Many times we have tools in our quiver that we forget to use. There’s a feature I have not leveraged with Aurora HDR — a single image process. Now that I have revisited the possibility, I’ll be using it lots more.

HDR capture

I often use ability of my cameras to create multiple exposures of a scene. My standard, especially if I am on location, is to bracket five images separated by one stop. In the past, if a scene had an extremely high dynamic range I might even go for more. Now that I have revisited single image HDR, I might even go for less exposures.

A screenshot of four of the five images from my bracket, each one stop apart.

Expose to the right — straight out of camera

As a micro four-thirds photographer I need to be careful about underexposure. Most of the noise in an image lives in the darker 3/4 tones. I’ve learned to expose to the right side of the histogram in order to work with the cleanest pixels possible. Single image HDR processing is perfect for this workflow.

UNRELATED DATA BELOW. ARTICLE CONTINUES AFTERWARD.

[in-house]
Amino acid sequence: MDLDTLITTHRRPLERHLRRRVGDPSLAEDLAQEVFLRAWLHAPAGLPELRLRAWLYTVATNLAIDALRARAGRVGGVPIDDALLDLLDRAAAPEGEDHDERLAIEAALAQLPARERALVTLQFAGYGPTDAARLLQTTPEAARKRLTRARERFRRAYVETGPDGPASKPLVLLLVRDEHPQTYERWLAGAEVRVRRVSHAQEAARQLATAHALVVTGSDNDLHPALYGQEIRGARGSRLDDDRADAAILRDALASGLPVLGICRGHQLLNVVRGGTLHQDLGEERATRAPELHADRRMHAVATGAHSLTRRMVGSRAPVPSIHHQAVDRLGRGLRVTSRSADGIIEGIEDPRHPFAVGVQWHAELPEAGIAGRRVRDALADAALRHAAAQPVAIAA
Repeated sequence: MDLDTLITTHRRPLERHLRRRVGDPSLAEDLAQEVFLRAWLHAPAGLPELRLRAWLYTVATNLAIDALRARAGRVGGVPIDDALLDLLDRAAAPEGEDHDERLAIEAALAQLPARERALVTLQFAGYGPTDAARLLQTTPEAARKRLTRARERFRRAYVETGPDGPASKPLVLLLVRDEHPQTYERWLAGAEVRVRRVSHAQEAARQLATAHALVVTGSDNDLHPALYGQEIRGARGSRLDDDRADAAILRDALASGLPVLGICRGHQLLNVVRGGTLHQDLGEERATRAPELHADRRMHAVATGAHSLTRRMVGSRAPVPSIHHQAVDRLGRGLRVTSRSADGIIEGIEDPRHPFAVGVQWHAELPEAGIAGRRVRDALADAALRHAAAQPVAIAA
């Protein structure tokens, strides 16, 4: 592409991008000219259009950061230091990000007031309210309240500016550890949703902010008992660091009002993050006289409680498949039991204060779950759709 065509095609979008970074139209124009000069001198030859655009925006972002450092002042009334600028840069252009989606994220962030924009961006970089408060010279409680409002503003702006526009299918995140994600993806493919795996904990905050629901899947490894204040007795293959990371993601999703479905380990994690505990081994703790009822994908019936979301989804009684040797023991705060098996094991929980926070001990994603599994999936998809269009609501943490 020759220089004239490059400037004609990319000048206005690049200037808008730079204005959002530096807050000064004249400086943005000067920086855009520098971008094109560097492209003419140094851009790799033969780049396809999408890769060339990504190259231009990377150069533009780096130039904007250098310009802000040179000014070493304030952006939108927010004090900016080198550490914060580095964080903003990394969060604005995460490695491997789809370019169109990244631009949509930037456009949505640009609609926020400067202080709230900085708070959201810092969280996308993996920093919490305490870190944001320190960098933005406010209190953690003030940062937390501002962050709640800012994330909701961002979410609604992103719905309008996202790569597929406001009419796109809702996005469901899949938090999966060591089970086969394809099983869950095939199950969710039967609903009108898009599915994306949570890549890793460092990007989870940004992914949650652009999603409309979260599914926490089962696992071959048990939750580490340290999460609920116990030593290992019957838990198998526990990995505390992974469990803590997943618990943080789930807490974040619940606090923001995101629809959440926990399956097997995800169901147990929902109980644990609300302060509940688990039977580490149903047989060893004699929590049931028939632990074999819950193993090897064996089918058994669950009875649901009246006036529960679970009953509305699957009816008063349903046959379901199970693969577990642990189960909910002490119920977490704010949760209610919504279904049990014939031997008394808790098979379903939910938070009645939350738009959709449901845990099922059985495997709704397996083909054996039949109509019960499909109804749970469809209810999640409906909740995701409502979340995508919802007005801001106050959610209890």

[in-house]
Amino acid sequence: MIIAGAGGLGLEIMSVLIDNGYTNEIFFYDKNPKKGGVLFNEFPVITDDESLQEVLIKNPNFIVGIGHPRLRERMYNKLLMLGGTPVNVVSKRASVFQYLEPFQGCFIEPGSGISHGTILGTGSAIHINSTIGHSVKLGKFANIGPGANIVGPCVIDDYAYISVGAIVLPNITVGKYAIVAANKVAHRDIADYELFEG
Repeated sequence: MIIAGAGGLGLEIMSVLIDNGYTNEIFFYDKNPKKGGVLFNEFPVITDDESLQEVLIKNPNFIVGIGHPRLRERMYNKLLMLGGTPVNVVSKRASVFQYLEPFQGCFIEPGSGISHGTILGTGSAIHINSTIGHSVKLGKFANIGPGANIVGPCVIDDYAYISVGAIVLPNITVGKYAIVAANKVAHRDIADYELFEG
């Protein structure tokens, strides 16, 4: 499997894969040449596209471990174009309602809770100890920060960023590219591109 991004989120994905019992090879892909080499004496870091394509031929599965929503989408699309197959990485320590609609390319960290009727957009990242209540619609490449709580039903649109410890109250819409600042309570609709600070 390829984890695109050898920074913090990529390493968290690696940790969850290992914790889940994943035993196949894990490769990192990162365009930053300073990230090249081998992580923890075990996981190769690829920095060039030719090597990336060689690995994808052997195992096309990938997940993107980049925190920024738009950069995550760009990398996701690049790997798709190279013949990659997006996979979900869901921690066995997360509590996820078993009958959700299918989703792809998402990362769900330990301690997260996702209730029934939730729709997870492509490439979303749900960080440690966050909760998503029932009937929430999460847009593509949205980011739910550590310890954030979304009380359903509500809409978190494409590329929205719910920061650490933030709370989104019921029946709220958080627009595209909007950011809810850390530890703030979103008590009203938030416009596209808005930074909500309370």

Here’s the image straight out of camera. In the past I might have blown right past this photo — now it is the type of capture for which I look. It appears to be overexposed, but the file has all the detail I need after running it through Aurora.

Straight out of camera exposure with which I worked. Captured with a Lumix G9 and Leica 12-60mm f/2.8-4.0 lens.

After processing with Aurora HDR

I’ve gotta tell ya, I forgot how powerful Aurora HDR can be. This image is about 1-1/3 stops overexposed yet still contains all the highlight detail I need.

After a quick process with Aurora

Revisit older files

I’ll be heading back into my library of images to do some reprocessing. What I especially like about single file processing is I get an even cleaner output than I was able to accomplish with multiple brackets. High dynamic range in an image without the ‘HDR look.’ Yay!

Looking to try Aurora HDR? Get a free trial here.

Yours in Creative Photography, Bob